2. adduce, propound; offer. 3. forward, promote. 6. force; quicken, hasten, speed up. 9. lend, loan. 13. Advance, move on, proceed all imply movement forward. Advance applies to forward movement, especially toward an objective: to advance to a platform. Proceed emphasizes movement, as from one place to another, and often implies continuing after a halt: to proceed on one's journey. Move on is similar in meaning to proceed; it does not, however, imply a definite goal: The crowd was told to move on. 16. thrive, flourish; prosper. 20. growth, advancement. 21. overture, proposal; offer, tender. 24. prepublication. 25. spearhead.


1, 2. withdraw. 13. retreat. 17. decrease.
Dictionary.com Unabridged
Based on the Random House Dictionary, © Random House, Inc. 2014.
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World English Dictionary
advance (ədˈvɑːns)
 
vb
1.  to go or bring forward in position
2.  (foll by on) to move (towards) in a threatening manner
3.  (tr) to present for consideration; suggest
4.  to bring or be brought to a further stage of development; improve; further
5.  (tr) to cause (an event) to occur earlier
6.  (tr) to supply (money, goods, etc) beforehand, either for a loan or as an initial payment
7.  to increase (a price, value, rate of occurrence, etc) or (of a price, etc) to be increased
8.  (intr) to improve one's position; be promoted: he advanced rapidly in his job
9.  archaic (tr) to promote in rank, status, or position
 
n
10.  forward movement; progress in time or space
11.  improvement; progress in development
12.  commerce
 a.  the supplying of commodities or funds before receipt of an agreed consideration
 b.  the commodities or funds supplied in this manner
 c.  (as modifier): an advance supply
13.  Also called: advance payment a money payment made before it is legally due: this is an advance on your salary
14.  a loan of money
15.  an increase in price, value, rate of occurrence, etc
16.  a less common word for advancement
17.  in advance
 a.  beforehand: payment in advance
 b.  (foll by of) ahead in time or development: ideas in advance of the time
18.  (modifier) forward in position or time: advance booking; an advance warning
 
[C15: advauncen, altered (on the model of words beginning with Latin ad-) from C13 avauncen, via Old French from Latin abante from before, from ab- away from + ante before]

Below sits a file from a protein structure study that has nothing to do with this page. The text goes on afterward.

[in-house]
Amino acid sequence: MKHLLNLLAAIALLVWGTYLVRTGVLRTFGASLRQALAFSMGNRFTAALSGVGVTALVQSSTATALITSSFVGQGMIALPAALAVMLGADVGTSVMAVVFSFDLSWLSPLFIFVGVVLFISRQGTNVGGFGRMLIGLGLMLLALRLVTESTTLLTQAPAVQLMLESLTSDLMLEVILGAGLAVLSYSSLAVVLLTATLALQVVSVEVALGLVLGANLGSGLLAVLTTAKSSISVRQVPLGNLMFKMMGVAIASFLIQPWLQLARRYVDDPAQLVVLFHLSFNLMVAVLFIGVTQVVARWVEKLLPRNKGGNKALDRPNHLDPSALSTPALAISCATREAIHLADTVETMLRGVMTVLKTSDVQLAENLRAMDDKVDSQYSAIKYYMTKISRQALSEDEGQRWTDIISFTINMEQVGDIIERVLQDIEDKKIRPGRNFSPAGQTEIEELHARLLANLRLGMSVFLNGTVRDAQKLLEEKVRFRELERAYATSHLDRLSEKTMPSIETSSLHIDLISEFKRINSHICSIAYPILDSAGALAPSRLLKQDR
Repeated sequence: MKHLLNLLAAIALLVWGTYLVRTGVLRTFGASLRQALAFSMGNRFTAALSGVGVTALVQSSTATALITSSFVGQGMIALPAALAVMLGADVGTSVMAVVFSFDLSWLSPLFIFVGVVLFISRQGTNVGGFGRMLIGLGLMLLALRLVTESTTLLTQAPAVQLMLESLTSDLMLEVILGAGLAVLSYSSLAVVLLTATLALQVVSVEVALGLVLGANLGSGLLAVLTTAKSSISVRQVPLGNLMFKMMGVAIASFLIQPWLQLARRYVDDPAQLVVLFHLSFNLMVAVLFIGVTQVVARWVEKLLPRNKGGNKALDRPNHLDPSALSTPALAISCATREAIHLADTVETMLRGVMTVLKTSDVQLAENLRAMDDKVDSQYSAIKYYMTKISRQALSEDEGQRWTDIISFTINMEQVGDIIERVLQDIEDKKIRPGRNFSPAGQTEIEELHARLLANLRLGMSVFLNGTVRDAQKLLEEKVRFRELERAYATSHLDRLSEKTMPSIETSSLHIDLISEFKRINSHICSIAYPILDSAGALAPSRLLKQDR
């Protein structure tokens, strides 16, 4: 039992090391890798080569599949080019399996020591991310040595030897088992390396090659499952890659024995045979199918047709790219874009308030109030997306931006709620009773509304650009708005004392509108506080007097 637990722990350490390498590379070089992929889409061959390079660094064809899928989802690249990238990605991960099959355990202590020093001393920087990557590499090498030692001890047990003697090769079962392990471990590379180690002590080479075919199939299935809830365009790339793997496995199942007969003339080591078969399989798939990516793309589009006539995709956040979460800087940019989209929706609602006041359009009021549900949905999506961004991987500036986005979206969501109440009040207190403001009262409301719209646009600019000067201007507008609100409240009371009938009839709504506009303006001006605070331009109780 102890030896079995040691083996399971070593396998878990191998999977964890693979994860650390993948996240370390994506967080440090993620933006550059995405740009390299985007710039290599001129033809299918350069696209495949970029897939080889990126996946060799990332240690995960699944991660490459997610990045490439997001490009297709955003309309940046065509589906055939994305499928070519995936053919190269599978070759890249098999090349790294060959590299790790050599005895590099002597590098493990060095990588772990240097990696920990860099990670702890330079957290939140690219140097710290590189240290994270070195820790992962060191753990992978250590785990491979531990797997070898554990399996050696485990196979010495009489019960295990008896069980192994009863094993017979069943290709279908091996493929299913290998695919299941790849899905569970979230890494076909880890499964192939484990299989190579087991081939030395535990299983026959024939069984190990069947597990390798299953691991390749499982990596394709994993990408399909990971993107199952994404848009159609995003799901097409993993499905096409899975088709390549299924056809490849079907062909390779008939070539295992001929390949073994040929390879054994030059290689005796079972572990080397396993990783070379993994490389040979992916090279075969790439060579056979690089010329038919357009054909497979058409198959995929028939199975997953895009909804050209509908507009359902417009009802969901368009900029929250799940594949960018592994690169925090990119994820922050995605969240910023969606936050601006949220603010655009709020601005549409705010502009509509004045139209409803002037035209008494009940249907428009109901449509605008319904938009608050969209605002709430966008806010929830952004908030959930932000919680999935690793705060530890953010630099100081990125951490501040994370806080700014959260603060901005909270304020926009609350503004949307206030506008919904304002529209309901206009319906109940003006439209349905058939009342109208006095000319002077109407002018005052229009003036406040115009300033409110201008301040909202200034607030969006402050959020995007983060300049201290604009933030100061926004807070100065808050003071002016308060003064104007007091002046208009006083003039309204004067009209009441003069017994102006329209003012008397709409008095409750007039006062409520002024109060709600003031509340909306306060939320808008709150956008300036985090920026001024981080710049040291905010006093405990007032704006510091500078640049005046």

ad'vancer
 
n
 
ad'vancingly
 
adv

Collins English Dictionary - Complete & Unabridged 10th Edition
2009 © William Collins Sons & Co. Ltd. 1979, 1986 © HarperCollins
Publishers 1998, 2000, 2003, 2005, 2006, 2007, 2009
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Etymonline
Word Origin & History

advance
early 13c., from O.Fr. avancer "move forward," from V.L. *abanteare (It. avanzare, Sp. avanzar), from L.L. abante "from before," composed of ab- "from" + ante "before, in front of, against," from PIE *anti "against," locative singular of *ant- "front, forehead." The -d- was inserted 16c. on mistaken
notion that initial a- was L. ad-. Meaning "to give money before it is legally due" is first attested 1670s. The noun is first recorded 1520s; advances "amorous overtures" is from 1706. The adj. (in advance warning, etc.) is not recorded before 1910.
Online Etymology Dictionary, © 2010 Douglas Harper
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American Heritage
Idioms & Phrases

advance

see in advance; make advances.

The American Heritage® Dictionary of Idioms by Christine Ammer.
Copyright © 1997. Published by Houghton Mifflin.
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Example sentences
Get a step ahead by preparing part of these appetizers in advance.
The development of nomadic pastoralism was a true advance in the evolution of
  human civilization.
Motels are often full on summer weekends, so it's a good idea to reserve in
  advance.
Veteran reporters and creaking commentators have a single goal in writing about
  great events: advance the story.
Idioms & Phrases